extra batteries, flashlights for each person and extra batteries, first
aid kit, whistle, filter mask or a cotton t-shirt for each
person, moist towlettes, garbage bags, and plastic ties, wrench or
pliers, manual can opener, plastic sheeting and duct tape, important
family documents, daily prescription medicine, other things include
diapers/formula for babies and special need items.
• Typically a three day supply of food and water is the minimum
recommendation, having a larger supply means longer survival
(Federal Emergency Management Agency [FEMA), n.d.).
• Small comfort items can be added like a few toys for children, a
candy bar, or a book to read.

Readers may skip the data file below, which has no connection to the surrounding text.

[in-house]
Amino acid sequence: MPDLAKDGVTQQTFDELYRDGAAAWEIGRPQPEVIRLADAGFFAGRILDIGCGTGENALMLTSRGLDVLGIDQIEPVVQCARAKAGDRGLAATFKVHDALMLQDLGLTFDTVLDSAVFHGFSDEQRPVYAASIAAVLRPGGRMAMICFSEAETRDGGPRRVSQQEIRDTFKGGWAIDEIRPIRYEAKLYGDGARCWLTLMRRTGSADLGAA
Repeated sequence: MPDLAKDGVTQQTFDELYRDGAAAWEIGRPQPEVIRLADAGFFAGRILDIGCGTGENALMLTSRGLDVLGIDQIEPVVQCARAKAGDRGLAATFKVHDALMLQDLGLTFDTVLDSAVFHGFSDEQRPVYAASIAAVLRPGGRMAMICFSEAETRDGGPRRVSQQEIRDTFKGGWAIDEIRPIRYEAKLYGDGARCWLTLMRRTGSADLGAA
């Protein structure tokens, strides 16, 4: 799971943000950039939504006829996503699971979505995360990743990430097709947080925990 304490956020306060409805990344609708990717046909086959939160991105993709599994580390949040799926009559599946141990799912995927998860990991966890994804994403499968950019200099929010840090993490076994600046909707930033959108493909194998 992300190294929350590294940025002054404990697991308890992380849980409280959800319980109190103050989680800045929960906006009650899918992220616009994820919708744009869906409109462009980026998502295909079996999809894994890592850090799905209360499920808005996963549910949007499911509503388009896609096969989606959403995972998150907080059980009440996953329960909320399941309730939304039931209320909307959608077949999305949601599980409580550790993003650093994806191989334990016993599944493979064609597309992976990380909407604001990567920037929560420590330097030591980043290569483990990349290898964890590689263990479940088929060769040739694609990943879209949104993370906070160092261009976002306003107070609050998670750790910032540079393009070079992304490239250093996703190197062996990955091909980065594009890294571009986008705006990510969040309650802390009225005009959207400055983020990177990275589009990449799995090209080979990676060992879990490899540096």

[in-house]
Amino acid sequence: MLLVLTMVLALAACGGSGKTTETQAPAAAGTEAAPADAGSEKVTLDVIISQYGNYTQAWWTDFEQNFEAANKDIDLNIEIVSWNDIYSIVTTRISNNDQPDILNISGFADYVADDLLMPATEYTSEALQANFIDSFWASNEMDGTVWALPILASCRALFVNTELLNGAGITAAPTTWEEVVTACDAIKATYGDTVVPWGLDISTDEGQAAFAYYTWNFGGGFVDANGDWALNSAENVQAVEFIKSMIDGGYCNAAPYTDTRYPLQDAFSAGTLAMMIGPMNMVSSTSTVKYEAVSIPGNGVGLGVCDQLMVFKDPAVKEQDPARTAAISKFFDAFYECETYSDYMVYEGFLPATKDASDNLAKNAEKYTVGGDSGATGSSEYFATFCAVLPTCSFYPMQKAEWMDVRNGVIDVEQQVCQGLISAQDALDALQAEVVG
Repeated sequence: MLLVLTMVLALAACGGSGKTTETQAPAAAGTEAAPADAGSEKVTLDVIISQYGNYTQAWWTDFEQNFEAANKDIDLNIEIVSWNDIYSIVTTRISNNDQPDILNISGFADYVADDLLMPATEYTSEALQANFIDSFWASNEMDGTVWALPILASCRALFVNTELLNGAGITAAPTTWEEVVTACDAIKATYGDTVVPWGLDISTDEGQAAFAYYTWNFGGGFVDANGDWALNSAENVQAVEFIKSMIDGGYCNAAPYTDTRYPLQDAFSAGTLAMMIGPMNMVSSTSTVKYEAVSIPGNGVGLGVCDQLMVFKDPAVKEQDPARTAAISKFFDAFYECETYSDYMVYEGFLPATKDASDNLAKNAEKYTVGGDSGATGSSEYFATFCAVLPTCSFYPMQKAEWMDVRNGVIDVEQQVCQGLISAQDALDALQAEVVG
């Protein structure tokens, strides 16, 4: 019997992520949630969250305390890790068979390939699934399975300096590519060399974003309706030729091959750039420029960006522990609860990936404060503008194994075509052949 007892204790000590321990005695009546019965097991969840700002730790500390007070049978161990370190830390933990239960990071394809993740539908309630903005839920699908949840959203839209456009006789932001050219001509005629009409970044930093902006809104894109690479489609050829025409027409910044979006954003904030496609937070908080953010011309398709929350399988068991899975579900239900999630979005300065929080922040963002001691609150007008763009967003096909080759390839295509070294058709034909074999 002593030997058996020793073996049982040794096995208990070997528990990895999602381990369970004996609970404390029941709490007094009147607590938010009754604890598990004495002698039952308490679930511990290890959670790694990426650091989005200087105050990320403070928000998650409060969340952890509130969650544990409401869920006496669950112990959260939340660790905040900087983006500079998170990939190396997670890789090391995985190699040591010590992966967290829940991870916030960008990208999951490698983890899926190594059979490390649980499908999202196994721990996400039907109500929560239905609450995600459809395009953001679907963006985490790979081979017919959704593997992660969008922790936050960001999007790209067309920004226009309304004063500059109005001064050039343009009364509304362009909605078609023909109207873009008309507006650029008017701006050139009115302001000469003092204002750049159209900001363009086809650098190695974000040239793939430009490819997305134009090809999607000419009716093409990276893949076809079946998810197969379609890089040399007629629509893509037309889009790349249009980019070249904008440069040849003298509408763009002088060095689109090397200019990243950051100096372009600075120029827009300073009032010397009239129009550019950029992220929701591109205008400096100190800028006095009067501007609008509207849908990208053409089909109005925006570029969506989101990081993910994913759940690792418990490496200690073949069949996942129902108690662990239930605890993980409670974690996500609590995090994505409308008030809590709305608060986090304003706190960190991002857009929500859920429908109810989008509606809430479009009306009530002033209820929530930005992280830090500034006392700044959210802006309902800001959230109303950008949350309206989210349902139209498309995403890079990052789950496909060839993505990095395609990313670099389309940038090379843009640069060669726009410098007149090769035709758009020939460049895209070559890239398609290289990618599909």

RESPONSE TO DISASTERS
necessary emergency services and first responders in the disaster area.
This is likely to include a first wave of core emergency services, such as
fire-fighters, police and ambulance crews.
• When conducted as a military operation, it is termed Disaster Relief
Operation (DRO) and can be a follow-up to a Non-combatant evacuation
operation (NEO). They may be supported by a number of secondary
emergency services, such as specialist rescue teams.
• A well rehearsed emergency plan developed as part of the preparedness
phase enables efficient coordination of rescue. Where required, search
and rescue efforts commence at an early stage.
• Depending on injuries sustained by the victim, outside temperature, and
victim access to air and water, the vast majority of those affected by a
disaster will die within 72 hours after impact.
• The response phase of an emergency may commence with search and